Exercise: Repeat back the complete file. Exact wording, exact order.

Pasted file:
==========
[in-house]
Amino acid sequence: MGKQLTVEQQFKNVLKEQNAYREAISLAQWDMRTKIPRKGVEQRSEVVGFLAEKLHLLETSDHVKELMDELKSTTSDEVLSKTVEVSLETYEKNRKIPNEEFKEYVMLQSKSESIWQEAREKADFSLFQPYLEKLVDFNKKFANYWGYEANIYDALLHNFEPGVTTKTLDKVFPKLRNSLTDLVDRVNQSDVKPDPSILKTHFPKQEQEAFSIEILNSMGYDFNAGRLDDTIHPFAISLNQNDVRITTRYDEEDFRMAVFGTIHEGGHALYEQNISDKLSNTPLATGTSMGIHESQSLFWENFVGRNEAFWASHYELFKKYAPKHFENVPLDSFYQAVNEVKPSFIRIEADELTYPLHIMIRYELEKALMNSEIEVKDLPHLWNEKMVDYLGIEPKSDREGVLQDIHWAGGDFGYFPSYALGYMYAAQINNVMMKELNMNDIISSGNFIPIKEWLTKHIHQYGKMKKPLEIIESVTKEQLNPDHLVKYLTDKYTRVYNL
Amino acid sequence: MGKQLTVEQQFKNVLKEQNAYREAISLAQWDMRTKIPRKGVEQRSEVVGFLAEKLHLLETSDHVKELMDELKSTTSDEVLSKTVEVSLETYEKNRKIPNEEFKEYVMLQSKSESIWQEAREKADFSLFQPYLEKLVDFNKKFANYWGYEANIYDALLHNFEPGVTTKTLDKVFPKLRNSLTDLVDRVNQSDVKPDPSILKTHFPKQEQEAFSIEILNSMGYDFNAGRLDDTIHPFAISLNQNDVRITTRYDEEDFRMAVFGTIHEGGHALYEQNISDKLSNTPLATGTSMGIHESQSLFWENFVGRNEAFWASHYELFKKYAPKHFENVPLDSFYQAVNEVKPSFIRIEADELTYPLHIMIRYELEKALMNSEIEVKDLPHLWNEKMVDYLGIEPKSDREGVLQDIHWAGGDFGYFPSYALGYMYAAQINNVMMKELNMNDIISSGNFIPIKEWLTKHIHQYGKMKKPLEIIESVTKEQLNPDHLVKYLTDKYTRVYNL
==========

[in-house]
Amino acid sequence: MGKQLTVEQQFKNVLKEQNAYREAISLAQWDMRTKIPRKGVEQRSEVVGFLAEKLHLLETSDHVKELMDELKSTTSDEVLSKTVEVSLETYEKNRKIPNEEFKEYVMLQSKSESIWQEAREKADFSLFQPYLEKLVDFNKKFANYWGYEANIYDALLHNFEPGVTTKTLDKVFPKLRNSLTDLVDRVNQSDVKPDPSILKTHFPKQEQEAFSIEILNSMGYDFNAGRLDDTIHPFAISLNQNDVRITTRYDEEDFRMAVFGTIHEGGHALYEQNISDKLSNTPLATGTSMGIHESQSLFWENFVGRNEAFWASHYELFKKYAPKHFENVPLDSFYQAVNEVKPSFIRIEADELTYPLHIMIRYELEKALMNSEIEVKDLPHLWNEKMVDYLGIEPKSDREGVLQDIHWAGGDFGYFPSYALGYMYAAQINNVMMKELNMNDIISSGNFIPIKEWLTKHIHQYGKMKKPLEIIESVTKEQLNPDHLVKYLTDKYTRVYNL
Amino acid sequence: MGKQLTVEQQFKNVLKEQNAYREAISLAQWDMRTKIPRKGVEQRSEVVGFLAEKLHLLETSDHVKELMDELKSTTSDEVLSKTVEVSLETYEKNRKIPNEEFKEYVMLQSKSESIWQEAREKADFSLFQPYLEKLVDFNKKFANYWGYEANIYDALLHNFEPGVTTKTLDKVFPKLRNSLTDLVDRVNQSDVKPDPSILKTHFPKQEQEAFSIEILNSMGYDFNAGRLDDTIHPFAISLNQNDVRITTRYDEEDFRMAVFGTIHEGGHALYEQNISDKLSNTPLATGTSMGIHESQSLFWENFVGRNEAFWASHYELFKKYAPKHFENVPLDSFYQAVNEVKPSFIRIEADELTYPLHIMIRYELEKALMNSEIEVKDLPHLWNEKMVDYLGIEPKSDREGVLQDIHWAGGDFGYFPSYALGYMYAAQINNVMMKELNMNDIISSGNFIPIKEWLTKHIHQYGKMKKPLEIIESVTKEQLNPDHLVKYLTDKYTRVYNL